Our understanding of spirituality change as we come to see others as potential teachers. Religion and science have conflicting views on matters of the human spirit. Religion regards people as spiritual beings temporarily living on Earth, while science views the spirit as just one dimension of an individual. Mastery of the inner self is a recurring theme in both Christian (Western) and Islamic (Eastern) teachings. The requirements of the body are recognized but positioned under the needs of the spirit. Values, morality, rules, beliefs, experiences, and good works provide the master plan to ensure the growth of the spiritual being. When you have fulfilled the basic physical and emotional needs, spiritual or existential needs emerge next. Achieving each need leads to the complete development of the individual. Perhaps the difference between these two religions and psychology is in the meaning of self-development. Christianity and Islam believe that self-development is a means toward serving God, while the psychologists view is that self-development is an end by itself.

To grow spiritually is to search for interpretation.

Religions that believe in the existence of God such as Christianity, Judaism, and Islam presume that the purpose of human life is to serve the Creator of all things. Several  psychological theories submit that we ultimately give meaning to our lives. Whether we believe that life\’s meaning is pre-determined or self-directed, to grow in spirit is to recognize that we do not merely exist. We do not know the meaning of our lives at birth, but we gain knowledge and wisdom from our relationships with people and from our actions and reactions to the situations we find ourselves in. As we discover this meaning, there are certain beliefs and values that we reject and some we affirm.  Our lives have purpose. This purpose puts all our physical, emotional, and intellectual capabilities into use. It sustains us during trying times giving us something to look forward to, perhaps a goal to achieve or a destination to reach. A person without purpose or substance is like a rudderless ship drifting out at sea.

To grow spiritually is to recognize relevance.

Religions stress the concept of our significance to all creation and as a result we call other people ‘brothers and sisters’ even if there are no direct blood relations. Likewise, divinity centred religions such as Christianity and Islam speak of the relationship between humans and a higher being. On the other hand, science clarifies our link to other living things through the evolution theory. This relevancy is clearly seen in the concept of ecology, the interaction between living and non-living things. In psychology, connectivity is a characteristic of self-perfection, the highest human aspiration. Recognizing this paradigm makes you more humble and respectful of people, animals, plants, and things in nature. These beliefs and attitudes towards a particular dimension in your life makes you appreciate everything around you. It moves you to go beyond your comfort zone and reach out to other people, a necessary shift before you can grow spiritually and succeed at whatever you are trying to accomplish.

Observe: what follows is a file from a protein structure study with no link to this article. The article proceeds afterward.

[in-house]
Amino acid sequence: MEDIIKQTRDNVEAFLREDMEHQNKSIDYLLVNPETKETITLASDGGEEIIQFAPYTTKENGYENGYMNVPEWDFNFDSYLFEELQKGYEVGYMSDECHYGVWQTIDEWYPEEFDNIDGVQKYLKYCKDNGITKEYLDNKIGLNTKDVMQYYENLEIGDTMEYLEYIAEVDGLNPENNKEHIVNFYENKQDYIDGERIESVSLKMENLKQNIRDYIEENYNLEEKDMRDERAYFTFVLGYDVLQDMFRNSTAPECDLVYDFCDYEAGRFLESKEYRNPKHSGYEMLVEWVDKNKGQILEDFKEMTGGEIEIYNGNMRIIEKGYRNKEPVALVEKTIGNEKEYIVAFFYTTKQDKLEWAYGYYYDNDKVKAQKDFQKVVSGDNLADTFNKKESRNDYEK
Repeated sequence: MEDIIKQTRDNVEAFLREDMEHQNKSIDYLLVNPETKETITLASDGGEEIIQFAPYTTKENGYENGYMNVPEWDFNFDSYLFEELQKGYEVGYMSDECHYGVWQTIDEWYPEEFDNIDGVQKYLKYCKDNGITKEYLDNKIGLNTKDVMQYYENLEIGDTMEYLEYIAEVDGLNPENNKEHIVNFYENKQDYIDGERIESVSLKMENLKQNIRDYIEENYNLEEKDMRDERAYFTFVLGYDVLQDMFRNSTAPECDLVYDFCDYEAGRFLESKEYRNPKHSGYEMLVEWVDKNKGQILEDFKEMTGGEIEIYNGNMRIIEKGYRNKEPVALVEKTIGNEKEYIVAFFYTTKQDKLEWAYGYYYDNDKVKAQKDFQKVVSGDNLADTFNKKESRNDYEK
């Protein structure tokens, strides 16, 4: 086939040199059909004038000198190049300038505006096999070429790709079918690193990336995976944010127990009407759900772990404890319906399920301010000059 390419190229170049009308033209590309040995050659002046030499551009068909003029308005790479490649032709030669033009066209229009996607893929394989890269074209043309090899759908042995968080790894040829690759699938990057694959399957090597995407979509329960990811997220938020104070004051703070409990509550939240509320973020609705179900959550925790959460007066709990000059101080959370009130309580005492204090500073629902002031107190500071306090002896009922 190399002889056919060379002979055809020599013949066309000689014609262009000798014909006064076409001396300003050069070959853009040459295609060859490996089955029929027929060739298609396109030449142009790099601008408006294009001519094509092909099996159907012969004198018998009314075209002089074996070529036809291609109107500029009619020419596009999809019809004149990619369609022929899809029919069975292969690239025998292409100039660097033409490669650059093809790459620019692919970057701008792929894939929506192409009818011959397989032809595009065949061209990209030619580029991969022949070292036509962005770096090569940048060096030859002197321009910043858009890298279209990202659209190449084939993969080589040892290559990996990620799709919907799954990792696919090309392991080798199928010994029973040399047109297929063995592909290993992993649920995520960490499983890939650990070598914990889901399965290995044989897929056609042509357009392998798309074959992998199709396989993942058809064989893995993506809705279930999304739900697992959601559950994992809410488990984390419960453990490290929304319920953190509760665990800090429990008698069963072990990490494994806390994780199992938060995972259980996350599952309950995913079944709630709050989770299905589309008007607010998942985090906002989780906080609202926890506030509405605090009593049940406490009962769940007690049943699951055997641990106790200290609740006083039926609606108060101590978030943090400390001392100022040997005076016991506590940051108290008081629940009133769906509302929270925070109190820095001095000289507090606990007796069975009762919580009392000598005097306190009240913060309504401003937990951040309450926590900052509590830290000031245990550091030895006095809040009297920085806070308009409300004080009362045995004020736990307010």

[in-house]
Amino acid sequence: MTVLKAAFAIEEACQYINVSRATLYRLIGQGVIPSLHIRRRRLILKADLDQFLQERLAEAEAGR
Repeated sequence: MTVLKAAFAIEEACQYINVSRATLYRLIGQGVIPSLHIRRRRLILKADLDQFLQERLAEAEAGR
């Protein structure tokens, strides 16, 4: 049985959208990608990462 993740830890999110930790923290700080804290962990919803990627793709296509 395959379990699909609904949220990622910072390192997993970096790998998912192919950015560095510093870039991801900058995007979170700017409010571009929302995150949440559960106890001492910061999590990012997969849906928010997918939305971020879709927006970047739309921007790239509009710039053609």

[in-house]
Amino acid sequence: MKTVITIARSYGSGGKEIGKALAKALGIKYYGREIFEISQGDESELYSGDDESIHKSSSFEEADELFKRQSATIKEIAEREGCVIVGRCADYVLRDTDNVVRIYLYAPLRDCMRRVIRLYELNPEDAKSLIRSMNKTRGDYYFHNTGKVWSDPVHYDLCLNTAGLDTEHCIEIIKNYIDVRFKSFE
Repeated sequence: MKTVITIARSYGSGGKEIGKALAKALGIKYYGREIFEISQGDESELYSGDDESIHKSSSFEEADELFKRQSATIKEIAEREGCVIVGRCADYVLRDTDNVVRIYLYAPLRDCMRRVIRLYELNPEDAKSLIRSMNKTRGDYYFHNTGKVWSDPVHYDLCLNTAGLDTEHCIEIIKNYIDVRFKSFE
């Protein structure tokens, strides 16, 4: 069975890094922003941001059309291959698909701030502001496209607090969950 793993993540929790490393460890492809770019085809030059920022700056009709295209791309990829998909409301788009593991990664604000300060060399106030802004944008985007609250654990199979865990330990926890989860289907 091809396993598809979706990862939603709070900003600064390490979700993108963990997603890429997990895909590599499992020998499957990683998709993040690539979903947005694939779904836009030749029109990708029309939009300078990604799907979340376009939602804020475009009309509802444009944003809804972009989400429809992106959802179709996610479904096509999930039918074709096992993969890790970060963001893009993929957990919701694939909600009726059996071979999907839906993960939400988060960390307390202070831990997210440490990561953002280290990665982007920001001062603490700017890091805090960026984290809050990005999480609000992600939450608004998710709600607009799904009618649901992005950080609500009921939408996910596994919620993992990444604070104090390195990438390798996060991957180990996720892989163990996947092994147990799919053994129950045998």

Article Source: http://www.articlesbase.com/meditation-articles/spiritual-growth-a-paradigm-of-modern-times-7068763.html

About the Author

Kaz Domagalski has been involved with internet business development since 1998 and resides in the UK. He is passionately aware of the need to coach and help people who are ready to discover their internet path to abundance and prosperity, helping to solve the obstacles to your success. Get more free reports at http://www.cloudnineprofits.com


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Failure Changes Us, But Sometimes We Fail to Change

Image via Blogger

By PK Christian Writer

I am a slow learner. All the basic things in life that a boy my age is supposed to know, I learned them quiet late.

Basic bathroom rules, tying shoes laces, drinking milk in a glass instead of a baby bottle, and so on.

I was not the physically proficient as well, as far as sports were concerned.

Why am I talking about all this today? Because I feel the need to put some things in perspective. The mind can process only so much information, and hence it is better to write it down.

Life is not going smooth. As time passes, I am realizing that it isn’t supposed to go smooth. And yet we are expected to stay calm and keep moving forward.

I still remember the day when I woke up during the school holidays and sat at the breakfast table. As I was eating, my parents broke the news that they collected my result from school, and that I had failed the 9th grade.

I didn’t know to how respond. Neither did my parents. This mutual numbness (for a lack of a better term) continues to this day whenever we are faced with bad news.

It was sad to have flunked, but even worse was the fact that I couldn’t bring myself to understand the situation. Was I supposed to apologize, grieve, or hurt myself? I couldn’t  bring myself to open up emotionally, and hurting yourself physically requires courage, which I obviously lack.

But then the best thing happened to me. I was born again.

To cut the long story short, I was experiencing a change in life as started my personal journey in the Christian faith.

I found something that gave direction to my life and I was able to push myself through school, while also managing to get couple of other personal issues resolved .All the while, I engaged in worship, research, debate, and fellowship.